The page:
Peter Svenzon, Sara Ruddock and Asgeìr Helgi Magnùsson during a working session
Photographer: Malin Arnesson

From a Dancer’s point of View – My experience of Choreosound 2009

Dancer Sara Ruddock explains her way of thinking and relating to dance and interaction with music. In many ways it corresponds to the definition Cecilia Roos describes in her Master Class Interpretation – a tool or a method? Sara Ruddock agrees with Choreosound’s broader definition of what dance and music is, but in her article she also expresses frustration with the fact that the methods applied in the labs need time, time for interpretation and time for reflection.

There is movement all around us in our everyday lives. Bodies in motion and in stillness, just as there are sound scapes, rhythm and silence around us. (If you can ever call anything still or silent...)
I find it fascinating how we are all dancing through our lives, expressing ourselves with our bodies, and what we can see and hear around us if we just open up our senses.

As a dancer, I strive towards experiencing my body as fully as possible in relation to time and space. To experience my body in motion is to be present in the movement at that very moment. It is a dynamic and changing existence, not static, and there is an ongoing listening process, a perception of the body and the movement. I can even apply different methods of enhancing and challenging my senses and my perceptions of body, time and space.

When I interact with music, I need to include the music in my perceptions, and open up for a possible interplay. Even when the choreography has no room for improvisation, I still have the element of time to play with, if only on a minimal scale, and I always need to re-experience the music every time I dance with it/perform, especially if it is performed live.

I have always found the musicality (its rhythm in a wider sense, and phrasing) and the expressive quality of movement interesting. Our voices, breathing, speaking and singing also affect the movement quality, as well as the other way around.

An inspiring part of Choreosound was that it opened up for a generous interpretation of what dance and music can be, more like movement and sound (which is how I think of music and dance anyway – it's all about definition and perception). There was an open atmosphere where most people seemed willing to get out of their comfort zone and to try new approaches to dance-music interaction. What I find really interesting is when the musician also becomes a performer on stage in the sense that he/she has a performative sense/presence to their physicality, and can also be involved in movement tasks. Most musicians already move quite a bit while playing their instrument. In the different sketches that we created it was also possible for dancers to speak/use voice and play instruments. Dancers and musicians performing on stage together in a more interwoven way, was tried out for quite a bit, and with great success! There was some really interesting work coming out of it. Interesting I find, because of the work getting out of being safe and predictable.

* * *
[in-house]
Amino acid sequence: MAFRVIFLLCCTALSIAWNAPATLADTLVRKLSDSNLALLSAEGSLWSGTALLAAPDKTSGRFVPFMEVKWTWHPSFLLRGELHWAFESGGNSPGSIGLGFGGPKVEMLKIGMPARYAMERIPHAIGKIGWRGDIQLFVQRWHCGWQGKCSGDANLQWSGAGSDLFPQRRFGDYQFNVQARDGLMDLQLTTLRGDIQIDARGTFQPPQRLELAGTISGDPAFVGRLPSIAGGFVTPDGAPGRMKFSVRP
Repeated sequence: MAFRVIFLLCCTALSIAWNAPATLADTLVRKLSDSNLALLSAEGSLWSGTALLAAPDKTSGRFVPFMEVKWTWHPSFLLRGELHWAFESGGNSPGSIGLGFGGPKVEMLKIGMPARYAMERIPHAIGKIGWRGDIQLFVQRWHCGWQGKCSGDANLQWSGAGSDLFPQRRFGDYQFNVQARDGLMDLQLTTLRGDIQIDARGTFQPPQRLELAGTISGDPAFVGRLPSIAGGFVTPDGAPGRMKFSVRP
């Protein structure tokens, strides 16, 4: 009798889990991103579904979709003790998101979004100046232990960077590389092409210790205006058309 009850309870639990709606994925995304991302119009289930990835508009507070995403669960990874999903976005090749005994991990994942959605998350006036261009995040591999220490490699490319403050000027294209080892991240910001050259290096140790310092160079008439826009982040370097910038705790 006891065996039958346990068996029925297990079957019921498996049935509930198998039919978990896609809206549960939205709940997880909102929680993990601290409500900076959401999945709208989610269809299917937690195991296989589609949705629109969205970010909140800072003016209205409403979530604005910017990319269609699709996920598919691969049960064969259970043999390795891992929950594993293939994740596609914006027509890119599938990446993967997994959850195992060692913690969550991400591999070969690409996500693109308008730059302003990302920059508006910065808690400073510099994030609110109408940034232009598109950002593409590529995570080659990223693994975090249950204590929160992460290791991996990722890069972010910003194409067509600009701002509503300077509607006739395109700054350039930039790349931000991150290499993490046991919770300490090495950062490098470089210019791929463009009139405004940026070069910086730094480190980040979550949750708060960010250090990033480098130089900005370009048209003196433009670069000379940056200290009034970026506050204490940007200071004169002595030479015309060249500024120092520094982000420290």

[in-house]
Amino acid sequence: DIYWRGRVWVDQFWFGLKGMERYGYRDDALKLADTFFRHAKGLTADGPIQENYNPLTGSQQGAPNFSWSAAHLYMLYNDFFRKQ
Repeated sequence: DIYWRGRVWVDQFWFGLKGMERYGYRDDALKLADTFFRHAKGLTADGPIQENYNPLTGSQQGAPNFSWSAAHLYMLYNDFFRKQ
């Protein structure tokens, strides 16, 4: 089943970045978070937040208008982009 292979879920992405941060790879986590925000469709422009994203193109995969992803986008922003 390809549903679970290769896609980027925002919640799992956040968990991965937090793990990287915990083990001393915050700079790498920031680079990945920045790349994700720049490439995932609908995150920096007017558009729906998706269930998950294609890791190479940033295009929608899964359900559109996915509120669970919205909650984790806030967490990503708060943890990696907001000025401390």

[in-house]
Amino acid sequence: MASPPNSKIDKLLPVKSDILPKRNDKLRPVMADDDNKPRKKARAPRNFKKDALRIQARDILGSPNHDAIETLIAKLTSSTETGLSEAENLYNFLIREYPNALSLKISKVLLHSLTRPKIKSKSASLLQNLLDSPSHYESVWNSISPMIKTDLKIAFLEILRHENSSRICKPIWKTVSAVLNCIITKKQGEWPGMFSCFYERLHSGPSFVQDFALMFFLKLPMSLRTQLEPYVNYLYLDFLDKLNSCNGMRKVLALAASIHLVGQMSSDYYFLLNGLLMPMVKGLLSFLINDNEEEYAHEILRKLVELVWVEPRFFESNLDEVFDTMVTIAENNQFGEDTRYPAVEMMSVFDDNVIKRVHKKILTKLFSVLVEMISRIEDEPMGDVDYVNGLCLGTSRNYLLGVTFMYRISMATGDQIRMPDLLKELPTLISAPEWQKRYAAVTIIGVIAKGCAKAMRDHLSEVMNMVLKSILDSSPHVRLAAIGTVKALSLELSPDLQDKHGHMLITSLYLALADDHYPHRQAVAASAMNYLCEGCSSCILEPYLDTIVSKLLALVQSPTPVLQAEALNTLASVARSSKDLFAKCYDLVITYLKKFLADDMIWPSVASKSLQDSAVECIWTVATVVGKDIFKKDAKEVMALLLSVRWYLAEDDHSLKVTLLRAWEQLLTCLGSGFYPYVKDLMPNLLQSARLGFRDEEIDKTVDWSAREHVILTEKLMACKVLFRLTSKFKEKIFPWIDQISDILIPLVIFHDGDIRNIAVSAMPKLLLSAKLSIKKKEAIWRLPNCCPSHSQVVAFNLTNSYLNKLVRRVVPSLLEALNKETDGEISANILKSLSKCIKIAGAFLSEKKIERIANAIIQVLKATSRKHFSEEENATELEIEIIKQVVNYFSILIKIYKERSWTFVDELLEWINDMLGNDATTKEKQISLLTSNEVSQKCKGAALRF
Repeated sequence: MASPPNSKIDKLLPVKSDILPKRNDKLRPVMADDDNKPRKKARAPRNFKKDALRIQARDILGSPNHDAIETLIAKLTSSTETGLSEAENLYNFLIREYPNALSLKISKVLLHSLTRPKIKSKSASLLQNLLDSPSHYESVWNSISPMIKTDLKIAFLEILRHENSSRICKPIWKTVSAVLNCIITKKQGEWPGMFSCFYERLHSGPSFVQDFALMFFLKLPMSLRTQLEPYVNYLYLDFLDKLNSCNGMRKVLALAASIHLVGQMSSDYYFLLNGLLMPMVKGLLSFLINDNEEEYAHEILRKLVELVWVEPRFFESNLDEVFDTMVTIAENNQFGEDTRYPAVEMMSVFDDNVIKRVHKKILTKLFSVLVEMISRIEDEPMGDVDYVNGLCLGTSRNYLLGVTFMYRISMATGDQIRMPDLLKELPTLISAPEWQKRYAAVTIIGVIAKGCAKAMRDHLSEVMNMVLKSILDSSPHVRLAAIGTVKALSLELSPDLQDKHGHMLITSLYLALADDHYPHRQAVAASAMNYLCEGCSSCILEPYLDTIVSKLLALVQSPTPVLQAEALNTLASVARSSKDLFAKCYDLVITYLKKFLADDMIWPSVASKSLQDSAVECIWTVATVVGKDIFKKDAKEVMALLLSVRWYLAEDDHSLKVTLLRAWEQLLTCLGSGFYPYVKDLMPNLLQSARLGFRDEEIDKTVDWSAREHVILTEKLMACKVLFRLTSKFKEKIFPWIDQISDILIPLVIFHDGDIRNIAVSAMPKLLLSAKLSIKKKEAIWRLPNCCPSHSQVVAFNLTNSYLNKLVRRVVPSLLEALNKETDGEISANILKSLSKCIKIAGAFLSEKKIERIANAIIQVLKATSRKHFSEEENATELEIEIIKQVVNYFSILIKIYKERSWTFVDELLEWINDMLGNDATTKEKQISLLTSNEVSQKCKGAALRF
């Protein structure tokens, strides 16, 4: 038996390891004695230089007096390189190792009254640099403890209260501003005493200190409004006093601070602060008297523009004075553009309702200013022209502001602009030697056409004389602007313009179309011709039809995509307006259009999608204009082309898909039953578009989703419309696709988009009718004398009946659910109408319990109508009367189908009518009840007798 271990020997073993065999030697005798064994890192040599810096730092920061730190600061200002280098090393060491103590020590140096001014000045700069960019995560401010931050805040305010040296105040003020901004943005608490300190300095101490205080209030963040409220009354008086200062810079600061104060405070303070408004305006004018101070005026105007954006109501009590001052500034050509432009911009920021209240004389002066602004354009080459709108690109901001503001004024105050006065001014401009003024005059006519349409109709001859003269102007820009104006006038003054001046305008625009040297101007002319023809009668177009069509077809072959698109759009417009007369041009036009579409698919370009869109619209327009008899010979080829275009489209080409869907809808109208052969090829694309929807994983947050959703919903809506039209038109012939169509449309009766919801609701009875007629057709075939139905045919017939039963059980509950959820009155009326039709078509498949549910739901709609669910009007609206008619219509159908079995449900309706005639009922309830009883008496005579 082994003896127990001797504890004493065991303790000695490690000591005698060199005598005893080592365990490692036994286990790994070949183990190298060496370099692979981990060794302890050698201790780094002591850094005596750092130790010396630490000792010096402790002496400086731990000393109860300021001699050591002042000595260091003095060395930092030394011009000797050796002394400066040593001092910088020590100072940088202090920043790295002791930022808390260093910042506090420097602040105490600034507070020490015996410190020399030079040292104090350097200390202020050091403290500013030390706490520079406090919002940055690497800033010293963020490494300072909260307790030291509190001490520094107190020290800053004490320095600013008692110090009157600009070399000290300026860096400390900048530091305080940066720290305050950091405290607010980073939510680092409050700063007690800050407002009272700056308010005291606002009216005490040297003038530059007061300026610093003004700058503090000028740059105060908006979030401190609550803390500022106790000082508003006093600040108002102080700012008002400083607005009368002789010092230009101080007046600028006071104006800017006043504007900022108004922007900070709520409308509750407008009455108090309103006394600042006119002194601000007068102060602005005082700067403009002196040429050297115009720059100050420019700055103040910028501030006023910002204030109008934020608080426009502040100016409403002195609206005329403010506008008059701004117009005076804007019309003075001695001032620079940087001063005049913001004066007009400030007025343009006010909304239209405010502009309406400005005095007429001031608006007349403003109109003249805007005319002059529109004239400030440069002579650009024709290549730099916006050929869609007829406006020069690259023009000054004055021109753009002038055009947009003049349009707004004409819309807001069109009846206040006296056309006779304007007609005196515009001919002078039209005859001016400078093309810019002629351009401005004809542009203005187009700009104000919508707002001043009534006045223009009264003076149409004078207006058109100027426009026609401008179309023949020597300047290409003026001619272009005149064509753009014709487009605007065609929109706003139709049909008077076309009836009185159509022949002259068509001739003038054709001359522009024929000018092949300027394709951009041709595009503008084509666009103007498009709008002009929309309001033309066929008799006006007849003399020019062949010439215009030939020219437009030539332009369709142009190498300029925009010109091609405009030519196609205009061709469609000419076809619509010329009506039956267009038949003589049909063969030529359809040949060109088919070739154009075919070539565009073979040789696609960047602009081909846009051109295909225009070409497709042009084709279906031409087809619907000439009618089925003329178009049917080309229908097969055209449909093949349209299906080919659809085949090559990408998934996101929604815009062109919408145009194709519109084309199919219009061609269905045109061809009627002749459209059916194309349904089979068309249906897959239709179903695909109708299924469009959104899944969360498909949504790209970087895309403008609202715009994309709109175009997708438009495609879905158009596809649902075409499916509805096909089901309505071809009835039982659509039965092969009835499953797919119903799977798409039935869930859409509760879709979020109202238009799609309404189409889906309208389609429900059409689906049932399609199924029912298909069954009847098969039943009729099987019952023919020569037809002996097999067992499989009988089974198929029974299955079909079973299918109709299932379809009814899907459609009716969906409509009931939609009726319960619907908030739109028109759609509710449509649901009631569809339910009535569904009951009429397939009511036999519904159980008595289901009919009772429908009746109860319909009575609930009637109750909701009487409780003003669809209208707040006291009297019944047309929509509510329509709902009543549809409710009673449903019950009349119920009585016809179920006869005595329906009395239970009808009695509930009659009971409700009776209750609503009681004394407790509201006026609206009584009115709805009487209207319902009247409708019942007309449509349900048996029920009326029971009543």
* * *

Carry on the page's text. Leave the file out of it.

We were 30 artists/creators gathered for one week, with strong individual voices and interesting varying backgrounds, so a disappointing part of Choreosound was that we didn't have sufficient structured time for deeper reflection/discussion, or summary/follow-up of the project's objectives.

We made a lot of sketches, and many of them were exciting and inspiring, but we didn't really dig deeper into what we were doing, or formulate our methods together, including what we gained from the different collaborations.

Some confirmed thoughts during Choreosound:

  • Reflection takes time!

Generally we need more time and trust for the reflection of the independent and practical/intellectual artist and creator! This applies to this project but also to the professional world.